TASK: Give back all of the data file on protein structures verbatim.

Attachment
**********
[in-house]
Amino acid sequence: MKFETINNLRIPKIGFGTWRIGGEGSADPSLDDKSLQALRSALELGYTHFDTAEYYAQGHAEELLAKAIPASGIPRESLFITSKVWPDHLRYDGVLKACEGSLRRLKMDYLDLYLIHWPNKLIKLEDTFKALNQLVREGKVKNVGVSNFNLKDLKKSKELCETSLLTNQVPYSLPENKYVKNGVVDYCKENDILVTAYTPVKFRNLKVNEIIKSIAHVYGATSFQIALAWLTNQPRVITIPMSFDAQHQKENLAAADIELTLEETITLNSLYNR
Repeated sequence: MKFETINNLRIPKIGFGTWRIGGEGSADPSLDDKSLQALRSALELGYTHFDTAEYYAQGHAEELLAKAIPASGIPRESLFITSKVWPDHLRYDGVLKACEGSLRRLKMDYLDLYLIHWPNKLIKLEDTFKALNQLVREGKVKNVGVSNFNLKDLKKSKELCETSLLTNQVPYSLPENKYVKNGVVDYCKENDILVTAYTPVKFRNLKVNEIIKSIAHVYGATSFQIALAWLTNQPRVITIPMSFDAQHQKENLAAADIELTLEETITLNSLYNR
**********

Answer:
[in-house]
Amino acid sequence: MKFETINNLRIPKIGFGTWRIGGEGSADPSLDDKSLQALRSALELGYTHFDTAEYYAQGHAEELLAKAIPASGIPRESLFITSKVWPDHLRYDGVLKACEGSLRRLKMDYLDLYLIHWPNKLIKLEDTFKALNQLVREGKVKNVGVSNFNLKDLKKSKELCETSLLTNQVPYSLPENKYVKNGVVDYCKENDILVTAYTPVKFRNLKVNEIIKSIAHVYGATSFQIALAWLTNQPRVITIPMSFDAQHQKENLAAADIELTLEETITLNSLYNR
Repeated sequence: MKFETINNLRIPKIGFGTWRIGGEGSADPSLDDKSLQALRSALELGYTHFDTAEYYAQGHAEELLAKAIPASGIPRESLFITSKVWPDHLRYDGVLKACEGSLRRLKMDYLDLYLIHWPNKLIKLEDTFKALNQLVREGKVKNVGVSNFNLKDLKKSKELCETSLLTNQVPYSLPENKYVKNGVVDYCKENDILVTAYTPVKFRNLKVNEIIKSIAHVYGATSFQIALAWLTNQPRVITIPMSFDAQHQKENLAAADIELTLEETITLNSLYNR